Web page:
Okay don’t panic. Don’t panic. Working with children at home whilst simultaneously dealing with the pressure from the internet to maintain an elaborate homeschooling schedule including lessons in 3 instruments and 2 ancient languages for those children is hard. But, what if I told you, you don’t have to do that?!
All of this obviously depends on how old your children are, and if you have 1 of them, or 8 of them. We’re all in very different boats. However, my top tip applies universally:
A lot of people are working from home with their children. People who have never done it before. A lot of people are struggling. There is absolutely no shame in that whatsoever. It’s hard. You’re juggling trying to achieve work things, with not only, keeping the children alive, but also make sure they are in some way occupied and entertained. There’s a reason why teachers don’t sit at the front of their classes playing Solitaire - it’s hard work.
Now not everyone has the luxury of being like, *shrug* "Can’t do it." - so I don’t want to sound like I don’t get it. I do. But some serious prioritising will probably need to take place. If you can physically only get 1 important thing done each day, then work out what that thing is going to be, and anything extra is a bonus.
You might be the sort of organised person who thrives in challenging yourself and enjoys getting stuck into educating your child. I'm obviously not suggesting everyone hates their children and refuses to do anything with them, however, I *am* saying, take what you're reading about other people, and their activities, with a pinch of salt. Keep your eyes on your own lane - do what you can, and know that you've tried. That's all that matters right now.
Honestly, there is a lot out there. And even if your children are at the age where you can't help them with their maths (like 8 or so right?!), you can help them find a YouTube video to explain things that you can't. Actually, we are at stage in history where we have access to almost all the information we could ever want. So teaching them how to use the internet to find whatever they want to learn about, is probably the greatest educational gift of all.
You know how we're always like "I'm so annoyed that we don't get taught about taxes, or interest rates, or mortgages or politics at school. That would be really handy now!" Well now is your chance to actually do that.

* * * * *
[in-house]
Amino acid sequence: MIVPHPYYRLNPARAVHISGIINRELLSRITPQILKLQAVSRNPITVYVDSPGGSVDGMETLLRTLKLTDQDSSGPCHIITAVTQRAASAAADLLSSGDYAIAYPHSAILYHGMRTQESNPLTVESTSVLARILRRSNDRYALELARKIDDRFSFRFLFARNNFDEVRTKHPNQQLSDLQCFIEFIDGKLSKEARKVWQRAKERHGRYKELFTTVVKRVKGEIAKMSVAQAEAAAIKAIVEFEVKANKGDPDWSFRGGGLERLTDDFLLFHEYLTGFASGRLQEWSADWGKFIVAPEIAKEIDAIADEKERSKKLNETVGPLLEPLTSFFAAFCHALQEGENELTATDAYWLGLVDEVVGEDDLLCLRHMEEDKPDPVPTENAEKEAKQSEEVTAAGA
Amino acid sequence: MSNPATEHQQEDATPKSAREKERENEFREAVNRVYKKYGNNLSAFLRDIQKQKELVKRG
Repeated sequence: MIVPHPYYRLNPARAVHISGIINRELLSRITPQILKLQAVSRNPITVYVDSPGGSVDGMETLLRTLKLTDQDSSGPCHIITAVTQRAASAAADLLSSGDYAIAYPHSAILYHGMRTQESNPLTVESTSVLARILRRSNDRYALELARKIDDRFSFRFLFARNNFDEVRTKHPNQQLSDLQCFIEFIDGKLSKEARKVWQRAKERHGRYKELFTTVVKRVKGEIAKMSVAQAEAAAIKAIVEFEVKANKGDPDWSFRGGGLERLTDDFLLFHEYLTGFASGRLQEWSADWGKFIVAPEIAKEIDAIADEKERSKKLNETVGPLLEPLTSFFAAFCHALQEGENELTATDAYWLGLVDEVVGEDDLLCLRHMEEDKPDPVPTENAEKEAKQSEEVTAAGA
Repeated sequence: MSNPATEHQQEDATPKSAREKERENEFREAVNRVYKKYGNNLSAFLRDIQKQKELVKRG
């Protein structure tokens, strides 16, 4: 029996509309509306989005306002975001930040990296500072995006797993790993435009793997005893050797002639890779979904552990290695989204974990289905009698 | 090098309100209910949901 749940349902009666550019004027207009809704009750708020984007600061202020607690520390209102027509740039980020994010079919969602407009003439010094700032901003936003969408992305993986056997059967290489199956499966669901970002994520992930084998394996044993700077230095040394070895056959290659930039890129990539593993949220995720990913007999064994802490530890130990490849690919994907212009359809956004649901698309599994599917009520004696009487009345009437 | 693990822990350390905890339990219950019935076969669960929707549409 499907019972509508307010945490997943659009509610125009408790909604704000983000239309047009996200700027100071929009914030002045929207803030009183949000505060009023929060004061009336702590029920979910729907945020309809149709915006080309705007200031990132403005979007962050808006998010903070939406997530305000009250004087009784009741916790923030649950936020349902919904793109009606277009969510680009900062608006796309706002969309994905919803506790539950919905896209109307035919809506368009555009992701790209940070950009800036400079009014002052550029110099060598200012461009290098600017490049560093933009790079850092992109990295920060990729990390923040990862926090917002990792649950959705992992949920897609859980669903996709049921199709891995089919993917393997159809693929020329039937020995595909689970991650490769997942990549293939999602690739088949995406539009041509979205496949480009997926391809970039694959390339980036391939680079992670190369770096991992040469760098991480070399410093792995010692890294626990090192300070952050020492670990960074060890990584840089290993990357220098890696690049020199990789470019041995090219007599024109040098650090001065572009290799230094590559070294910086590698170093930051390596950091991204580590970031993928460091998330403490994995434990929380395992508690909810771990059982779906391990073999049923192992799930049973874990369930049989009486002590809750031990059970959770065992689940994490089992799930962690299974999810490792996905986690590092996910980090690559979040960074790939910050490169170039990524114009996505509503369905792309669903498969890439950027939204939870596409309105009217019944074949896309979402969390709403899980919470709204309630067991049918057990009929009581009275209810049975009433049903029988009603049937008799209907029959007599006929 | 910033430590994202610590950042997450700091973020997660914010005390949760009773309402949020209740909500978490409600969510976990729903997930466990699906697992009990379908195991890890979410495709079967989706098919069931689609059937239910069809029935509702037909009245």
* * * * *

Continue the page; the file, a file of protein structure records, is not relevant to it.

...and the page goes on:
And it doesn't have to be stuff like that, you can just teach them about all the things you do day-to-day that keep your world going round. Or follow their lead. If they want to spend the next 3 months learning how to become an expert in making sushi, then go with it. Who knows, it might be what they end up doing with their adult lives.
Children like to feel like they're helping, so if you can convince them that they are, then you might be able to get a little bit more work done. I'm not suggesting that you actually get your children to do your work, just something related. So if you're an accountant, some kind of maths task, or if you're me, get them to draw their feelings and how they see the world in bubble writing... You get the idea.
Stay as active as you can. Your children are probably used to spending a couple of hours a day doing something vaguely physical, so looking at ways to replicate that in the home are going to be crucial to stop them climbing the walls. Nothing says family fun time like a Lizzo Dance Party. Basically "Lizzo Dance Party" is my answer to everything.
Remember, everyone is going through similar things. Whatever happens, no one is really expecting our children to come through to the other side and just carry on as if nothing happened, and be totally up to date on everything. If the only thing you feel like you can achieve is getting through to the other side having prioritised minimising household conflict and promoting all of your happiness, then that's totally fine. That's my goal, anything else will be a bonus.